I give to charitable institutions, secular and faith-based alike, based on my understanding of the work they do… not based on my agreement or disagreement with their theories about life after death.

    But I am mindful of the “Charity is a loss leader for religion” assertion that Sean Prophet writes about. According to Sean, it’s something they do to curry favor, impress potential converts and get society to grant them some slack and sometimes get the district attorney to look the other way when some altar boys complain…

    I think it’s a given that charity work establishes some of the PR goals of religions. Every church is going to do some charity work. That’s a loss-leader. This just keeps the soup flowing when the Sanctuary needs a few more plasma-screens.

    So-called Catholic hospitals I read are mostly built and run on taxpayer and community funds. If that’s true, then it’s just plain ordinary people doing the good work, and the church getting the credit.

    So they get to do this, get to use my money to prop up their good name, and then damn me from the pulpit.

    Which is fine… it’s the golden rule, whoever has the gold makes the rules. It’s like it or lump it.

  • resh

    You forgot to tell us, Ms. Politics, which liberal candidate ACTUALLY won the presidency in the last 40 years, that ideological base being so meaningful ( says you) in national elections.

    Nevermind. We already know. Now run off to your poli-sci 101 class and study hard.

  • http://nomorehornets.blogspot.com The Exterminator

    resh answers sabrina:
    You forgot to tell us, Ms. Politics, which liberal candidate ACTUALLY won the presidency in the last 40 years, that ideological base being so meaningful ( says you) in national elections.

    So, resh, are you actually saying that liberals should abandon their values because those values don’t sell well? Hey, if everybody abandoned unpopular values, we could all be one big happy totalitarian family, singing “Kumbayah” and “Deutschland uber Alles” together. We could babble on and on, just for fun, about how bad things are (unjust wars, political power for sale to the highest bidders, institutionalized irrationality), but never actually do anything practical about the situation — because why bother? And as a sop, the populace could be given the illusion of empowerment by the government’s allowing people to vote for which one of a group of tone-deaf singers is least annoying. Then citizens could purge their quickly shrinking consciences by watching late-night TV ads for bowel-cleansing products.

    Whew. I’m glad I don’t live in an America like that.

  • resh

    “So, resh, are you actually saying that liberals should abandon their values…”

    No. I don’t recall saying that. Or implying it. What I said was that the liberal base-the ideology-is worthless for modern-era political leverage in national, especially presidential, elections. I’ll assume that you don’t need me to detail the queue of dead bodies that littered our political highways as they ran under the vanguard of liberalism.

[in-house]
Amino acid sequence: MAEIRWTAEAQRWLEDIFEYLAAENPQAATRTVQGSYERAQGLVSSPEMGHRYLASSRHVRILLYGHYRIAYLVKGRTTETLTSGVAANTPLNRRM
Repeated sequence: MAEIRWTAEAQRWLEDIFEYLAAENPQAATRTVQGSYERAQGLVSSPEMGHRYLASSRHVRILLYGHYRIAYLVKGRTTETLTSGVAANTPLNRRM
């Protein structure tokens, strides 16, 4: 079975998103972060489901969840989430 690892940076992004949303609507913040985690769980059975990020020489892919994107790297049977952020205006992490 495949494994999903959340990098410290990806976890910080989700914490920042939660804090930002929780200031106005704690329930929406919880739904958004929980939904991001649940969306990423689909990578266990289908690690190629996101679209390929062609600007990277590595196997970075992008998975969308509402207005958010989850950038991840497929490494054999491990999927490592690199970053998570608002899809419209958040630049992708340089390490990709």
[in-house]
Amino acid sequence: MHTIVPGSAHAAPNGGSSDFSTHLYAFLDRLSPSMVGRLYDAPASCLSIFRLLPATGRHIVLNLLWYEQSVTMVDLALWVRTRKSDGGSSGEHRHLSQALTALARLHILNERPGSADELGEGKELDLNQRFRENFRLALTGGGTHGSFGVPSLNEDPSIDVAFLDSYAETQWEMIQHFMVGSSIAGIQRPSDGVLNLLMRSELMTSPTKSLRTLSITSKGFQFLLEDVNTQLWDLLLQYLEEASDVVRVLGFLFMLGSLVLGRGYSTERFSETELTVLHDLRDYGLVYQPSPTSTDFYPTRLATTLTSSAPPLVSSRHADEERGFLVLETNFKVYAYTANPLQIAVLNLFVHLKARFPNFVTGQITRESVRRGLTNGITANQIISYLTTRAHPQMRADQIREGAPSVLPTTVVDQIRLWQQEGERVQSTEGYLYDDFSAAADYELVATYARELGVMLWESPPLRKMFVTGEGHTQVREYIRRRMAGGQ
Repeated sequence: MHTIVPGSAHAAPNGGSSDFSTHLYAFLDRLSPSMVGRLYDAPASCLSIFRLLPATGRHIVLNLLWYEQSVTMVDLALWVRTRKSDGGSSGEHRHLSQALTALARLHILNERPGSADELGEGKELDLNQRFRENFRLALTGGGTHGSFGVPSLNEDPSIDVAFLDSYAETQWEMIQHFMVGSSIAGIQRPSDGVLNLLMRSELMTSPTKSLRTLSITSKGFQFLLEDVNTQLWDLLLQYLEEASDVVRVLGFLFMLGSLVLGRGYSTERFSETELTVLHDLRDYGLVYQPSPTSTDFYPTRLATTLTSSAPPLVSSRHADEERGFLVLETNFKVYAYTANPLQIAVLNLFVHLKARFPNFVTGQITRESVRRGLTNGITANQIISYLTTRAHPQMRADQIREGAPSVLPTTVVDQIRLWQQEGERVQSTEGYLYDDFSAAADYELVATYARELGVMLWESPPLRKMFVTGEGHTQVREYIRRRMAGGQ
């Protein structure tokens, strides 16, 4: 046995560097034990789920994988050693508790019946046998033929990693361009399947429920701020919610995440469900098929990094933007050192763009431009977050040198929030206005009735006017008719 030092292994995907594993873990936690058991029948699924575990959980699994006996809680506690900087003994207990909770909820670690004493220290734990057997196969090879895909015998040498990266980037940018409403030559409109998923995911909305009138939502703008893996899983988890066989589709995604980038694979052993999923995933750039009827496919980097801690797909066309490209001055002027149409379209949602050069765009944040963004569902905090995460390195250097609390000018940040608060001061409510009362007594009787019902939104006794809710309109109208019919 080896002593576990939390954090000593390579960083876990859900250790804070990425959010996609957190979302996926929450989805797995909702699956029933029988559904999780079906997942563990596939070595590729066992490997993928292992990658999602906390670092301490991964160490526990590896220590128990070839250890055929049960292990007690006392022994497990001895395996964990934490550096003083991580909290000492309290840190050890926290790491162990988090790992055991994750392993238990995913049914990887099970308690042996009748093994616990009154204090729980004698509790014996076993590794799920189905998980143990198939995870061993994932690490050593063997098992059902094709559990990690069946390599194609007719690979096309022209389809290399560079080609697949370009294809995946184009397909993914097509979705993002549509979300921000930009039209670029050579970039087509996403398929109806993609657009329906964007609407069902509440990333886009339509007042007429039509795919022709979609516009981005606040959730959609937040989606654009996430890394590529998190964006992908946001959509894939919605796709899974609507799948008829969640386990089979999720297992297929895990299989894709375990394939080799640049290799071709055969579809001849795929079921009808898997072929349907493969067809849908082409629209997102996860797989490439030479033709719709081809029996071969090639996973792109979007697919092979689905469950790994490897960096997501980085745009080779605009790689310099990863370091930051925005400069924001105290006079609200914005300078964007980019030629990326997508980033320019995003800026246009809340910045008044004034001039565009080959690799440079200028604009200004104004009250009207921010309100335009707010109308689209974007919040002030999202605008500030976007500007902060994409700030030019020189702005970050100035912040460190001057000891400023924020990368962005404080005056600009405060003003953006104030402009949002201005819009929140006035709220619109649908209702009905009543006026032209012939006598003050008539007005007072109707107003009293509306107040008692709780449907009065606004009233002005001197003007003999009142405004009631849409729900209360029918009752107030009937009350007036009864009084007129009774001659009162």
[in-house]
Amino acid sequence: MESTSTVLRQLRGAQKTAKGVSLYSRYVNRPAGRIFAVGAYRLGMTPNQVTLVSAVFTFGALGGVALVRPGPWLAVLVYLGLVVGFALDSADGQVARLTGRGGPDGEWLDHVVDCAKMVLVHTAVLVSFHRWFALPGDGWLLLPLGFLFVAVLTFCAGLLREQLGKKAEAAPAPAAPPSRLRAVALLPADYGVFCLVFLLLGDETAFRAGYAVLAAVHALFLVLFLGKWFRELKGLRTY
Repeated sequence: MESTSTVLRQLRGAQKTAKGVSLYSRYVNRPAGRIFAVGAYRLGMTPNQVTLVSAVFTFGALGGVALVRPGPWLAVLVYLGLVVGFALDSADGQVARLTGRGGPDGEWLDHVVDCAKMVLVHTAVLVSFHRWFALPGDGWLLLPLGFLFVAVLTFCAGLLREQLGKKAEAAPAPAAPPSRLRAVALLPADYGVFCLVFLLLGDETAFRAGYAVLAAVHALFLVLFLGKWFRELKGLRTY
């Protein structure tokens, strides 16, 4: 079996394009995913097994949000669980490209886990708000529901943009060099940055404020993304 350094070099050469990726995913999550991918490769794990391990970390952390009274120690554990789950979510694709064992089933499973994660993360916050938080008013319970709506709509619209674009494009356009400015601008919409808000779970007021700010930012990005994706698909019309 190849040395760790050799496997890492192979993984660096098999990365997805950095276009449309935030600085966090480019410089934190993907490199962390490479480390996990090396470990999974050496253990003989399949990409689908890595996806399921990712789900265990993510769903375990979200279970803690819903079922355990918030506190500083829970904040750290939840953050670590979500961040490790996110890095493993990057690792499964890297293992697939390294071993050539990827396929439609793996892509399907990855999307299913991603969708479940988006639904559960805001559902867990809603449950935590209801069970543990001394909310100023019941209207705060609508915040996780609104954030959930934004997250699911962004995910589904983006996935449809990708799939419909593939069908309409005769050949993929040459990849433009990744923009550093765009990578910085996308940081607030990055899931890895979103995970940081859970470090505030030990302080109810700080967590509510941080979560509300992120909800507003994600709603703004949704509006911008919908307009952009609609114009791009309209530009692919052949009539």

But I thought your musings were cute, wayward as they are.

  • http://emergingpensees.com Mike Clawson

    But I am mindful of the “Charity is a loss leader for religion” assertion that Sean Prophet writes about. According to Sean, it’s something they do to curry favor, impress potential converts and get society to grant them some slack and sometimes get the district attorney to look the other way when some altar boys complain…

    I think it’s a given that charity work establishes some of the PR goals of religions. Every church is going to do some charity work. That’s a loss-leader. This just keeps the soup flowing when the Sanctuary needs a few more plasma-screens.

    That’s a pretty cynical way to look at it, and the cynical side of me would like to agree with you. However, I also have to be honest, and the truth is that I personally know a hell of a lot of people who are involved in many different kinds of faith-based justice and charity work, many of whom are making significant personal sacrifices to do so, and I can’t honestly say that I’ve ever heard any of them express anything close to the sort of motivation you accuse them of. Nor have any of them seemed disingenuous in a way that would cause me to question whether these “PR” goals were their real motives.

    I’m sure there are some out there. I can imagine there are some who are only doing good for self-serving purposes; but when I try to think of examples, nothing comes to mind. The closest I can think of is when some churches do “servant evangelism”, i.e. serving someone’s physical needs as a way of opening the door to talk about the gospel. But that’s still not quite the same thing you’re talking about, since in the mind of a “servant evangelist”, sharing the gospel is still something they’re believe they are doing for the other person’s benefit, not their own. The servant part of servant evangelism is not usually thought of as mere PR, but rather as wholistic ministry – serving both physical and spiritual needs together.